Even so, be aware that oils are still pure fat and high in calories. That healthy dressing you are drizzling over those leafy greens can quickly become the culprit of tight pants and extra pounds on the scale.COOKING OIL PRIMERCOCONUT OIL What is it: Extracted from the meat of fresh, mature coconuts and has a distinct, sweet flavor. Comes in liquid and solid form.Health benefits: Contains lauric acid, a medium-chain fatty acid, and has been shown to increase good cholesterol in the blood, improve blood pressure and boost brain function. Coconut oil is also known to have antimicrobial properties.How to use: Use liquid coconut oil as you would use olive or vegetable oil (remember, though, that it will impart a sweet, coconut flavor to what you are cooking). It is especially great for high temperature cooking such as sauting, baking and frying because of its high smoke point. Roast Brussels sprouts, cauliflower or broccoli with coconut oil and a pinch of sea salt, or brush on steak or fish before grilling.What to look for: Extra virgin coconut oil ensures you are consuming the purest form of the oil with all of its natural benefits. Storage: Room temperature or in the refrigerator. If solid, soften the oil in a warm bath or microwave for a few seconds before using. Coconut oil has a naturally long shelf life since it is a saturated fat.Smoke point: 400 to 450 degrees.Calories: About 130 per tablespoon.FLAXSEED OIL What is it: Comes from the seeds of the flax plant and has a sweet, nutty flavor. Health benefits: Contains both omega-3 and omega-6 fatty acids, which are necessary for good health. Like other omega-3 fatty acids, flaxseed oil may help in treating a variety of conditions, including high cholesterol, heart disease and cancer. How to use: Never cook with flaxseed oil because it oxidizes at extremely low temperatures. Only add flaxseed oil to foods after they have been cooked or to cold foods, such as smoothies and salad dressings. What to look for: Because flaxseed oil goes rancid quickly (about 6 weeks after pressing), only purchase it in refrigerated sections in opaque containers and watch expiration dates carefully. Storage: Store in a dark glass container and keep in either the refrigerator or freezer.Smoke point: 225 degrees.Calories: About 120 per tablespoon.OLIVE OIL What is it: A staple in the Mediterranean diet, olive oil is made through a process of crushing and then pressing whole olives, which are very rich in oil. In fact, the botanical name for olive tree is Olea europea, "oleum" meaning oil in Latin. Olive oil is available in a variety of grades, which reflect the degree to which it has been processed. Health benefits: Studies show that conditions such as heart disease, diabetes, Alzheimer's disease and cancers can be avoided or improved with a diet that includes olive oil because it is rich in monounsaturated fatty acids.How to use: Use in salad dressings, drizzled over sauted vegetables after cooking and on bread or rolls in place of butter. Refined olive oil can be used for sauting. You can also puree olive oil with garlic and potatoes to make garlic mashed potatoes, or with beans to make a dip. What to look for: Look for extra virgin olive oil, which comes from the first pressing of the olives and has the most delicate flavor and strongest overall health benefits.Storage: Store in an opaque jar, in a cabinet and away from heat.Smoke point: 320 degrees (for extra virgin).Calories: About 120 per tablespoonSAFFLOWER OIL What is it: Made from the seeds of safflowers, which are similar to sunflowers. Health benefits: Rich in monounsaturated fat, safflower oil may help protect against cardiovascular disease. According to a study published in the Clinical Nutrition journal in 2011, safflower oil may also be a healthy choice for diabetics to help manage blood sugar. How to use: Its mild flavor can be used in baked goods as well as salad dressings or marinades. The refined variety has a high smoke point that allows it to be used for frying or sauting.Storage: Store in a dark, airtight container in the refrigerator.Smoke point: 450 degrees (refined variety).Calories: About 120 per tablespoonCANOLA OIL What is it: Comes from the seeds of the canola plant, which is part of the same botanical family as cabbage, broccoli and cauliflower. Health benefits: Has the least saturated fat of any common cooking oil and is considered heart-healthy by reducing the risk of heart disease when used in place of saturated fat. It also has a high level of monounsaturated fat and a good balance of omega 3 and omega 6 fats.How to use: Its light texture and neutral taste make it a great option for everything from salad dressings to sauting. Its high heat tolerance means canola oil can be used to bake, stir-fry, deep-fry or grill.Storage: Should be stored in a cool, dark place or in the refrigerator. Smoke point: 435 degrees.Calories: About 124 per tablespoon.SUNFLOWER OIL What is it: Made from pressed sunflower seeds and is one of the healthiest oils to consume. Health benefits: Sunflower oil contains more vitamin E than any other vegetable oil and is packed full of polyunsaturated and monounsaturated fats.How to use: An excellent substitute for lard, shortening and regular cooking oil because it has a neutral flavor. Sunflower oil's high smoke point makes it suitable for nearly all cooking, from stir-fry to salad dressing.Storage: Store in an opaque, glass bottle and away from heat.Smoke point: 440 to 450 degrees. Calories: About 124 per tablespoon.Source: Deborah Orlick Levy, M.S., R.D. and Carrington Farms nutrition consultant, and Mihaela Telecan, registered dietitian.FARRO RISOTTO WITH COCONUT OIL AND ROASTED GARLIC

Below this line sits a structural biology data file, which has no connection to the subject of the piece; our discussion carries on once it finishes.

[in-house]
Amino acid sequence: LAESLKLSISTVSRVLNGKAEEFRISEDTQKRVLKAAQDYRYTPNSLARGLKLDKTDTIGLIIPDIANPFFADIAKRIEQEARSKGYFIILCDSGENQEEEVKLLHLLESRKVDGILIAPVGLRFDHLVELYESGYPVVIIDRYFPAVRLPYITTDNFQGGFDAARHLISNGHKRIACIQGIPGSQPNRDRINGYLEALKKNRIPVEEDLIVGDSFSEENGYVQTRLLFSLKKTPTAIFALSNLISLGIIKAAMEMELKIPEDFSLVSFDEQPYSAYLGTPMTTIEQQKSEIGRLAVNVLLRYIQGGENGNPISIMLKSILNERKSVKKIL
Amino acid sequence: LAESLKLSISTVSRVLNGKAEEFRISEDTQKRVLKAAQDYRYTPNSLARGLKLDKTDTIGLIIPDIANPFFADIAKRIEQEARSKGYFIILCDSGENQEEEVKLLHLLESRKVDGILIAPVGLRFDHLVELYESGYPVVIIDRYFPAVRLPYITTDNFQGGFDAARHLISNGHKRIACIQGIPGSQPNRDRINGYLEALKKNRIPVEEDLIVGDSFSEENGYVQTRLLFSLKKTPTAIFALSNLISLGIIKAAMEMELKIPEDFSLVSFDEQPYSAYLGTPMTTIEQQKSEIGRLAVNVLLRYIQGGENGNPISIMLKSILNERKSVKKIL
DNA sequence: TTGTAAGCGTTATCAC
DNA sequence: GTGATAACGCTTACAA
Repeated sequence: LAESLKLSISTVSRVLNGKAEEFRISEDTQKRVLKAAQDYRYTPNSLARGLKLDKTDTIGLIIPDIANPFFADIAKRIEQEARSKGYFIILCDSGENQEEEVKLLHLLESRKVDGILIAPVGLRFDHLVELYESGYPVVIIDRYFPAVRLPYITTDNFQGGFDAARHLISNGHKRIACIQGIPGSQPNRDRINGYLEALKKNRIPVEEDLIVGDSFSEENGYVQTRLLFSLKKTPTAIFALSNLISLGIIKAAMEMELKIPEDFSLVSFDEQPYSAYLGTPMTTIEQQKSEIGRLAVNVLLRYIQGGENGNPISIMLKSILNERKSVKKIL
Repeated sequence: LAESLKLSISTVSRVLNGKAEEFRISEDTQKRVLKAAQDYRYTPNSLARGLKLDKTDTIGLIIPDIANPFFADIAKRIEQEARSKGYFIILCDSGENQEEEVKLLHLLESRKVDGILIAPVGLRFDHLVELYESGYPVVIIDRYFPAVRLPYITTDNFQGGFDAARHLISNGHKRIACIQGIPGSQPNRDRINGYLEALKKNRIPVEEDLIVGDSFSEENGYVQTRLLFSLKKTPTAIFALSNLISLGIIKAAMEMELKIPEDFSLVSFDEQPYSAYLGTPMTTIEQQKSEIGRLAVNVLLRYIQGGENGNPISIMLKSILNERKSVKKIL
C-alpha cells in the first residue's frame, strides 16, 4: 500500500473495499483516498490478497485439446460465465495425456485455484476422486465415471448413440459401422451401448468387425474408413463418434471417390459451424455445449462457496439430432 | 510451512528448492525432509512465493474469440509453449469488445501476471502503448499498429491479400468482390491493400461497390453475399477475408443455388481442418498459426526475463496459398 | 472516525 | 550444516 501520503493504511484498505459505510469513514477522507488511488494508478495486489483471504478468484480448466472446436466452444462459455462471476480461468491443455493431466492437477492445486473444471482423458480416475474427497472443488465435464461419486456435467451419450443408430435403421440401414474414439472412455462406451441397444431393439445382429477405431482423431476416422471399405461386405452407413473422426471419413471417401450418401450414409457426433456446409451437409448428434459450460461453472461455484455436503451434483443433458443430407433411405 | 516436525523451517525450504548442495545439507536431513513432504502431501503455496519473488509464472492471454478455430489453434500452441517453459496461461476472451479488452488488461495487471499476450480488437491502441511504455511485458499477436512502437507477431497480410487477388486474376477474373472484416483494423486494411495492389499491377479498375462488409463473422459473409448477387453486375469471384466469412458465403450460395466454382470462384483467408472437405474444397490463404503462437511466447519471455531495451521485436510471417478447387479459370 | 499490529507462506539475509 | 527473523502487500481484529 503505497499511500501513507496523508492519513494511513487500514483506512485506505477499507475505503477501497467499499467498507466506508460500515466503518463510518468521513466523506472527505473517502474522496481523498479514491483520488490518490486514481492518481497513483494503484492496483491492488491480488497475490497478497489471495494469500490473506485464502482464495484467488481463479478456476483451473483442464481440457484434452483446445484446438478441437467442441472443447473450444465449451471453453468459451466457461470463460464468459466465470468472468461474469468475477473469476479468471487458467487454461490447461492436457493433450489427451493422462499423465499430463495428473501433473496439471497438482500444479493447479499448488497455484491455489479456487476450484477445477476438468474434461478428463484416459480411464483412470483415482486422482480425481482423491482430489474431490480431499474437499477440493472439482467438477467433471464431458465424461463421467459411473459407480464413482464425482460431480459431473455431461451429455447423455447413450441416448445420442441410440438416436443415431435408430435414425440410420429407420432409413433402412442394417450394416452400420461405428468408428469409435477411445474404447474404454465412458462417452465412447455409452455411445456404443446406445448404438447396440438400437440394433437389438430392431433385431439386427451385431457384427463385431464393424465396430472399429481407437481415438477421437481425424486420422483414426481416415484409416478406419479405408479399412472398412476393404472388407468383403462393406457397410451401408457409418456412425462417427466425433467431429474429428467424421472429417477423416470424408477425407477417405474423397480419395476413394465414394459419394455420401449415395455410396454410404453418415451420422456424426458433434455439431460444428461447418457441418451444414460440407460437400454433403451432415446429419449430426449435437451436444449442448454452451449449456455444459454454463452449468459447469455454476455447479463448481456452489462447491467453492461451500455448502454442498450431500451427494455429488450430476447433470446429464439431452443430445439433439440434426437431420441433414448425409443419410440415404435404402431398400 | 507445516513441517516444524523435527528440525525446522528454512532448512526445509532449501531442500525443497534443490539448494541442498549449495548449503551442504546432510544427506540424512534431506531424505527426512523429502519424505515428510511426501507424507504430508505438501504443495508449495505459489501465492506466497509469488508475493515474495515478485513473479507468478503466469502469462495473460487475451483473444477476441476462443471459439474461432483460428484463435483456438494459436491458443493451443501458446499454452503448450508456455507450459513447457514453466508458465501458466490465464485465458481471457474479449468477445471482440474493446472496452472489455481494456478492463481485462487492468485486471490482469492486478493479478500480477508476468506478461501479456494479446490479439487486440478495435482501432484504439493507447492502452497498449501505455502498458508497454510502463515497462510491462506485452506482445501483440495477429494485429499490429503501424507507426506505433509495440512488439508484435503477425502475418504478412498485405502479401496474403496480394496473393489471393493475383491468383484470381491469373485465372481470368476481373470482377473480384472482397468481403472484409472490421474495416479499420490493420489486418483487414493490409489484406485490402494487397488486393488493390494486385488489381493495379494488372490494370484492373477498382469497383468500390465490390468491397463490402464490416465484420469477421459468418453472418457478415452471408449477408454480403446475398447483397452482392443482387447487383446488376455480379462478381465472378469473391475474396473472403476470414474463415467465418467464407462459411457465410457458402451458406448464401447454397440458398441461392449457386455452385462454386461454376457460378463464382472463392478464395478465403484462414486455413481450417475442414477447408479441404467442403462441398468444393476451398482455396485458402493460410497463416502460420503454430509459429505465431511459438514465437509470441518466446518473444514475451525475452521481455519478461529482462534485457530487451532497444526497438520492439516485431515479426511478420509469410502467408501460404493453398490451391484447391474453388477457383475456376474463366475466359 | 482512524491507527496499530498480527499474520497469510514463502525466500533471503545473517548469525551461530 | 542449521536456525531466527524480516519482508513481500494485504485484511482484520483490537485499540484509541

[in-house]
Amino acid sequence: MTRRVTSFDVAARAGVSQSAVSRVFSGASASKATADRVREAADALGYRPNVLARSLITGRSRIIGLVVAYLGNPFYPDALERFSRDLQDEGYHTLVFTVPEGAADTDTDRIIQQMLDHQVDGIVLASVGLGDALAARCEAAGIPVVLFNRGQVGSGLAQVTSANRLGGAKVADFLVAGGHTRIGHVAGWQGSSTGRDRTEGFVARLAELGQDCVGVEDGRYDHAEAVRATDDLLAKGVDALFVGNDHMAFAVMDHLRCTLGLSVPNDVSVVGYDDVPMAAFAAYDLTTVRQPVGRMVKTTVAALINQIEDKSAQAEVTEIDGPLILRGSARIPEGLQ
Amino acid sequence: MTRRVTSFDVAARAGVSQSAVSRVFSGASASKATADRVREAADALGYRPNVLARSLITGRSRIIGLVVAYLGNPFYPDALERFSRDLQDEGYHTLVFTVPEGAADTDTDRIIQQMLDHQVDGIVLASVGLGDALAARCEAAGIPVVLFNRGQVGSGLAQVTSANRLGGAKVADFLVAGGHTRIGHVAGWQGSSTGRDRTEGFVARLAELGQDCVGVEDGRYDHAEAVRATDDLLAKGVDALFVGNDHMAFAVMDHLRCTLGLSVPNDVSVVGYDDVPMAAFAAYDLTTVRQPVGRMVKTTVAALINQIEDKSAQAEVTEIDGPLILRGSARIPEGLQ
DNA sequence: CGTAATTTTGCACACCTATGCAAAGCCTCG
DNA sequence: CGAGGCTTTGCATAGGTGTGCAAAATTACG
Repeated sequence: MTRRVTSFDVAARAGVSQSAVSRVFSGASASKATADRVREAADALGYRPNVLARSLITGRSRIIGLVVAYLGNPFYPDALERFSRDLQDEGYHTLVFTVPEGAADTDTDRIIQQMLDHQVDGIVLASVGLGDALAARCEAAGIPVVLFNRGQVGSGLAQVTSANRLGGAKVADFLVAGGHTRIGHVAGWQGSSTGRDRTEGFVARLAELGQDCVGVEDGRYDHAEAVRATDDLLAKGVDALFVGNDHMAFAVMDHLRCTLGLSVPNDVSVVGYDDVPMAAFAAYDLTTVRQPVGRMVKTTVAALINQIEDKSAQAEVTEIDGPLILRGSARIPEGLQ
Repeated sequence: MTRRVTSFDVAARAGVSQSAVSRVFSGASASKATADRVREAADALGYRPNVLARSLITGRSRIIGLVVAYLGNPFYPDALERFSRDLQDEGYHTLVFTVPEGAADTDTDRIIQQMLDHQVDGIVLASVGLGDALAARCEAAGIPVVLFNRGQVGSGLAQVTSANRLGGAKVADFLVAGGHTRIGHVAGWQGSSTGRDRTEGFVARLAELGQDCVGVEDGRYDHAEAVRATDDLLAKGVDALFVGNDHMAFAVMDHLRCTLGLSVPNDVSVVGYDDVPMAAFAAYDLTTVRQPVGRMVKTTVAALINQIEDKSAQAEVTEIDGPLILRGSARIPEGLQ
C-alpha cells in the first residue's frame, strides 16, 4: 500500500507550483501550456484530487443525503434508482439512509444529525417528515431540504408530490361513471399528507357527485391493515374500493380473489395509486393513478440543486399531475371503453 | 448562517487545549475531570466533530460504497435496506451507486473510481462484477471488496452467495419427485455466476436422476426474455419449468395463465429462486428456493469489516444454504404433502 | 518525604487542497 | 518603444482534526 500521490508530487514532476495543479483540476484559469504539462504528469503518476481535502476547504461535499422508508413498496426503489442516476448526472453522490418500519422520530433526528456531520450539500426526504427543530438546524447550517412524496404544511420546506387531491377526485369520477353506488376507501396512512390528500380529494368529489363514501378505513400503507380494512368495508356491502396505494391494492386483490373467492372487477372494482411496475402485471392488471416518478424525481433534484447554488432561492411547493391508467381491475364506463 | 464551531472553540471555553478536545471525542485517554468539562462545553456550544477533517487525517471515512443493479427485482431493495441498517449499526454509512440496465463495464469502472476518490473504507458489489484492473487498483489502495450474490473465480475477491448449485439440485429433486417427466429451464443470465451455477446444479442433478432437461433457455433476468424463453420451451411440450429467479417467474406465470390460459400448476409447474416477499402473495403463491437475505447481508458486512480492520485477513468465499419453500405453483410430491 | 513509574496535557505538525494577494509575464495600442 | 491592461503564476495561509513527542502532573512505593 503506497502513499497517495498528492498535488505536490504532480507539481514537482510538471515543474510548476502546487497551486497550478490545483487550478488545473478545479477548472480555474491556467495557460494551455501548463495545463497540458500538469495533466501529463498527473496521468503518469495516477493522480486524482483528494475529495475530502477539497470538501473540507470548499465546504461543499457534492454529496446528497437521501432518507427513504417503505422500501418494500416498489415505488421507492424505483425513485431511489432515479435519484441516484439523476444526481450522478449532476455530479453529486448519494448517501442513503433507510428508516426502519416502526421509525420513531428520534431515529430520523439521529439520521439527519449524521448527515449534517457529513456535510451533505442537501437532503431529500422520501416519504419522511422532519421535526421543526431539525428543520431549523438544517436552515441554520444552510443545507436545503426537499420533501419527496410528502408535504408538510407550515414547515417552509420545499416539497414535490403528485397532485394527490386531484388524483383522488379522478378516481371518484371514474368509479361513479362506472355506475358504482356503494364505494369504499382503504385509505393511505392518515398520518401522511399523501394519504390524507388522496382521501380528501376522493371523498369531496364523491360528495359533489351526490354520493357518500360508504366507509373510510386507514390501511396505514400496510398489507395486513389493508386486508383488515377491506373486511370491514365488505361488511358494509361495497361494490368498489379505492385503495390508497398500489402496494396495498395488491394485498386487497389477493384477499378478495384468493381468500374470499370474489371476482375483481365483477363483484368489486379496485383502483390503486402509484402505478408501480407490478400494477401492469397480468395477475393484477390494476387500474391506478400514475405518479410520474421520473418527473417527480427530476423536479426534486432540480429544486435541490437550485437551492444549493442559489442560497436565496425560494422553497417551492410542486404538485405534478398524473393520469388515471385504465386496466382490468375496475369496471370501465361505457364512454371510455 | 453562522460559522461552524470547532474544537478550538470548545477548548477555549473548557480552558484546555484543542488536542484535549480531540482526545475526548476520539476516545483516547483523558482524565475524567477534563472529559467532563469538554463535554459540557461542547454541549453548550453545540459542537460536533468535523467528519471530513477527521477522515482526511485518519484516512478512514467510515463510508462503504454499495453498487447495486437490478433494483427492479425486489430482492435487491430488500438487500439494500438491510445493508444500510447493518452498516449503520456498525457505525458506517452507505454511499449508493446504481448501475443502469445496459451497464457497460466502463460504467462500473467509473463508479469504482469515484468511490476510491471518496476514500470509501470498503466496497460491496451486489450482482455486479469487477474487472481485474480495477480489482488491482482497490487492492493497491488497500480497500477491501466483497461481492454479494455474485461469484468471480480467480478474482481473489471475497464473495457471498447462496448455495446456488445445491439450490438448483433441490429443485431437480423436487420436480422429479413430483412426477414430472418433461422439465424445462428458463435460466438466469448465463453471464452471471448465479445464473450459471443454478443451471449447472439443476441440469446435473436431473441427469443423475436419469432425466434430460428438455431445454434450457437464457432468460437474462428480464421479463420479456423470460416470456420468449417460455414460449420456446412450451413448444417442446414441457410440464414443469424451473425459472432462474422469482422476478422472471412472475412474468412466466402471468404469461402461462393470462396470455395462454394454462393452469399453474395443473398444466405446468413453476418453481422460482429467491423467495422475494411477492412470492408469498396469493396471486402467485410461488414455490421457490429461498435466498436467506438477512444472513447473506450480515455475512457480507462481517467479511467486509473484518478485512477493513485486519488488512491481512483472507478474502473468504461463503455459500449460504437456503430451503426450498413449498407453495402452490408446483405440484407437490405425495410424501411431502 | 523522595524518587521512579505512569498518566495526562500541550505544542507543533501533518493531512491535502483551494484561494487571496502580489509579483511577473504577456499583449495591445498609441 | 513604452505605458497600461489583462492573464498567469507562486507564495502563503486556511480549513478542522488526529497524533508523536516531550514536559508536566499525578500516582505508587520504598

2 tablespoons coconut oil 3 onions, diced 2 cups farro (grains), soaked and drained 2 cups vegetable stock Salt and pepper to taste 2 tablespoon Parmesan cheese 4 to 5 cloves of roasted garlic Vegetables such as mushrooms, squash, tomatoes, broccoli, asparague, etc.

Heat 1 tablespoon of coconut oil, add onions and cook for about 5 minutes.

Add farro, stir and toast kernels for a few more minutes.

Add vegetable stock and simmer until cooked through and most of the liquid is absorbed.

In a saut pan, add farro, 1 tablespoon of coconut oil and roasted garlic. Add a small amount of vegetable stock. When heated thoroughly, turn off heat and add cheese.

Top with other vegetables such as sauted mushrooms, broccoli, asparagus, zucchini, tomatoes and fresh herbs.GINGER BROILED SALMON

1 tablespoon coconut oil 1/4 cup water 2 teaspoons fresh grated ginger 1 tablespoon umeboshi plum vinegar 2- to 4- ounce wild salmon filets

Make marinade by combining oil, water, ginger and vinegar.

Place fish in a shallow baking dish, cover with marinade and refrigerate for 30 minutes.

Heat broiler.

Broil fish skin side down for 6 to 8 minutes.

Baste with remaining marinade once or twice while broiling.

Use any remaining marinade as a sauce and serve.

Serves 2.

From Mihaela Telecan, www.healingwithfoods.org.